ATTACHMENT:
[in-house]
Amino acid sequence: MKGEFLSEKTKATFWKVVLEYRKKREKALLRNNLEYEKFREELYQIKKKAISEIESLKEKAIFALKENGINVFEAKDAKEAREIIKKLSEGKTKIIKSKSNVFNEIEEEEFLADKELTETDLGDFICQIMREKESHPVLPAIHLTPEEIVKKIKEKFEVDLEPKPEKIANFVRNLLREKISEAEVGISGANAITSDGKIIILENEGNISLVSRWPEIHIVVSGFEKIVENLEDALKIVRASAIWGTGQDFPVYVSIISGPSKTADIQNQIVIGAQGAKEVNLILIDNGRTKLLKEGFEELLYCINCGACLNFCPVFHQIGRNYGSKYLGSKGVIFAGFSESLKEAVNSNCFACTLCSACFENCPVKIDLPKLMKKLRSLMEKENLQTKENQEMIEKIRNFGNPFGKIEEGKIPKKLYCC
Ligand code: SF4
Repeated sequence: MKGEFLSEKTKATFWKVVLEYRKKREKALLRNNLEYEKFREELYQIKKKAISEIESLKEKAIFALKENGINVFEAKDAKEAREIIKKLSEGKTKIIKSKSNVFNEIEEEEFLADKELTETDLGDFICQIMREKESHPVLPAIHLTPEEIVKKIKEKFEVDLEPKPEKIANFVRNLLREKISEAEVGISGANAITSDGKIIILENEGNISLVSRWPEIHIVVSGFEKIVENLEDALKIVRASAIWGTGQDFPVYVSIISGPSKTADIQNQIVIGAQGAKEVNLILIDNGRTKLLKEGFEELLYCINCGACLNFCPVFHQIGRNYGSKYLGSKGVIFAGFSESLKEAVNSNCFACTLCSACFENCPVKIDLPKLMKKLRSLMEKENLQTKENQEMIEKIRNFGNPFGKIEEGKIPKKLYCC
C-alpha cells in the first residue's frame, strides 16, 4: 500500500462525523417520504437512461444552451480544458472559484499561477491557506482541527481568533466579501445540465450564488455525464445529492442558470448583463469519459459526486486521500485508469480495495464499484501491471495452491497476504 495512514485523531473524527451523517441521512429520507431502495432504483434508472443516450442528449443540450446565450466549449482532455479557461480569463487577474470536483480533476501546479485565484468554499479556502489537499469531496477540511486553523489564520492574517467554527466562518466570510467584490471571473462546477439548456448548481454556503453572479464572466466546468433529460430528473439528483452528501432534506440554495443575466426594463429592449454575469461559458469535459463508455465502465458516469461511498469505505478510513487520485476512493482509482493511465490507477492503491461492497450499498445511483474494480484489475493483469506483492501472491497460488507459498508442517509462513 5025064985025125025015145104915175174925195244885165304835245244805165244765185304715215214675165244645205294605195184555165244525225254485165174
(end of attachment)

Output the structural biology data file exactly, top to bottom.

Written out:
[in-house]
Amino acid sequence: MKGEFLSEKTKATFWKVVLEYRKKREKALLRNNLEYEKFREELYQIKKKAISEIESLKEKAIFALKENGINVFEAKDAKEAREIIKKLSEGKTKIIKSKSNVFNEIEEEEFLADKELTETDLGDFICQIMREKESHPVLPAIHLTPEEIVKKIKEKFEVDLEPKPEKIANFVRNLLREKISEAEVGISGANAITSDGKIIILENEGNISLVSRWPEIHIVVSGFEKIVENLEDALKIVRASAIWGTGQDFPVYVSIISGPSKTADIQNQIVIGAQGAKEVNLILIDNGRTKLLKEGFEELLYCINCGACLNFCPVFHQIGRNYGSKYLGSKGVIFAGFSESLKEAVNSNCFACTLCSACFENCPVKIDLPKLMKKLRSLMEKENLQTKENQEMIEKIRNFGNPFGKIEEGKIPKKLYCC
Ligand code: SF4
Repeated sequence: MKGEFLSEKTKATFWKVVLEYRKKREKALLRNNLEYEKFREELYQIKKKAISEIESLKEKAIFALKENGINVFEAKDAKEAREIIKKLSEGKTKIIKSKSNVFNEIEEEEFLADKELTETDLGDFICQIMREKESHPVLPAIHLTPEEIVKKIKEKFEVDLEPKPEKIANFVRNLLREKISEAEVGISGANAITSDGKIIILENEGNISLVSRWPEIHIVVSGFEKIVENLEDALKIVRASAIWGTGQDFPVYVSIISGPSKTADIQNQIVIGAQGAKEVNLILIDNGRTKLLKEGFEELLYCINCGACLNFCPVFHQIGRNYGSKYLGSKGVIFAGFSESLKEAVNSNCFACTLCSACFENCPVKIDLPKLMKKLRSLMEKENLQTKENQEMIEKIRNFGNPFGKIEEGKIPKKLYCC
C-alpha cells in the first residue's frame, strides 16, 4: 500500500462525523417520504437512461444552451480544458472559484499561477491557506482541527481568533466579501445540465450564488455525464445529492442558470448583463469519459459526486486521500485508469480495495464499484501491471495452491497476504 495512514485523531473524527451523517441521512429520507431502495432504483434508472443516450442528449443540450446565450466549449482532455479557461480569463487577474470536483480533476501546479485565484468554499479556502489537499469531496477540511486553523489564520492574517467554527466562518466570510467584490471571473462546477439548456448548481454556503453572479464572466466546468433529460430528473439528483452528501432534506440554495443575466426594463429592449454575469461559458469535459463508455465502465458516469461511498469505505478510513487520485476512493482509482493511465490507477492503491461492497450499498445511483474494480484489475493483469506483492501472491497460488507459498508442517509462513 5025064985025125025015145104915175174925195244885165304835245244805165244765185304715215214675165244645205294605195184555165244525225254485165174